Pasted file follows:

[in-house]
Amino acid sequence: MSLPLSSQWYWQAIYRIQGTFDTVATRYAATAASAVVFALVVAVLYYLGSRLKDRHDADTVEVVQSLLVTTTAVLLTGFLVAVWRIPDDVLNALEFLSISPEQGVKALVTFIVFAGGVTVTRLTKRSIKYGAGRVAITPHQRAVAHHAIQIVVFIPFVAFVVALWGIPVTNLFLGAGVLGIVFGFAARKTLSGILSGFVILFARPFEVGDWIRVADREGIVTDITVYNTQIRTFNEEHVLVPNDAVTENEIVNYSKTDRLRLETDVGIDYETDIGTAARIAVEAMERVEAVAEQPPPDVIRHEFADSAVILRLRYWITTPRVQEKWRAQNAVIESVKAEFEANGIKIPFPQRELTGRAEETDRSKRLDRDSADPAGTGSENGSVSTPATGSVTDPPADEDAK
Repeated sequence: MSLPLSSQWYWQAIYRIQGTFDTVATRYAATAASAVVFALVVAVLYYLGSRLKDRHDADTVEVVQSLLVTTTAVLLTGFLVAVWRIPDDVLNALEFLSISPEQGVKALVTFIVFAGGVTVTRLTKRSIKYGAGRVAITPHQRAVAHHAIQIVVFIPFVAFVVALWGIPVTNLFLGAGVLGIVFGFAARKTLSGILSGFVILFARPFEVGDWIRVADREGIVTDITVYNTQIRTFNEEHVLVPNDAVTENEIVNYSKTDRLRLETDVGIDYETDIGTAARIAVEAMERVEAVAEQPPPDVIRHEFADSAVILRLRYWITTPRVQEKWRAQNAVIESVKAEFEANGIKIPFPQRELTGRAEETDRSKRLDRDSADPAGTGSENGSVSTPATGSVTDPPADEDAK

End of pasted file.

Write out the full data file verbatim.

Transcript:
[in-house]
Amino acid sequence: MSLPLSSQWYWQAIYRIQGTFDTVATRYAATAASAVVFALVVAVLYYLGSRLKDRHDADTVEVVQSLLVTTTAVLLTGFLVAVWRIPDDVLNALEFLSISPEQGVKALVTFIVFAGGVTVTRLTKRSIKYGAGRVAITPHQRAVAHHAIQIVVFIPFVAFVVALWGIPVTNLFLGAGVLGIVFGFAARKTLSGILSGFVILFARPFEVGDWIRVADREGIVTDITVYNTQIRTFNEEHVLVPNDAVTENEIVNYSKTDRLRLETDVGIDYETDIGTAARIAVEAMERVEAVAEQPPPDVIRHEFADSAVILRLRYWITTPRVQEKWRAQNAVIESVKAEFEANGIKIPFPQRELTGRAEETDRSKRLDRDSADPAGTGSENGSVSTPATGSVTDPPADEDAK
Repeated sequence: MSLPLSSQWYWQAIYRIQGTFDTVATRYAATAASAVVFALVVAVLYYLGSRLKDRHDADTVEVVQSLLVTTTAVLLTGFLVAVWRIPDDVLNALEFLSISPEQGVKALVTFIVFAGGVTVTRLTKRSIKYGAGRVAITPHQRAVAHHAIQIVVFIPFVAFVVALWGIPVTNLFLGAGVLGIVFGFAARKTLSGILSGFVILFARPFEVGDWIRVADREGIVTDITVYNTQIRTFNEEHVLVPNDAVTENEIVNYSKTDRLRLETDVGIDYETDIGTAARIAVEAMERVEAVAEQPPPDVIRHEFADSAVILRLRYWITTPRVQEKWRAQNAVIESVKAEFEANGIKIPFPQRELTGRAEETDRSKRLDRDSADPAGTGSENGSVSTPATGSVTDPPADEDAK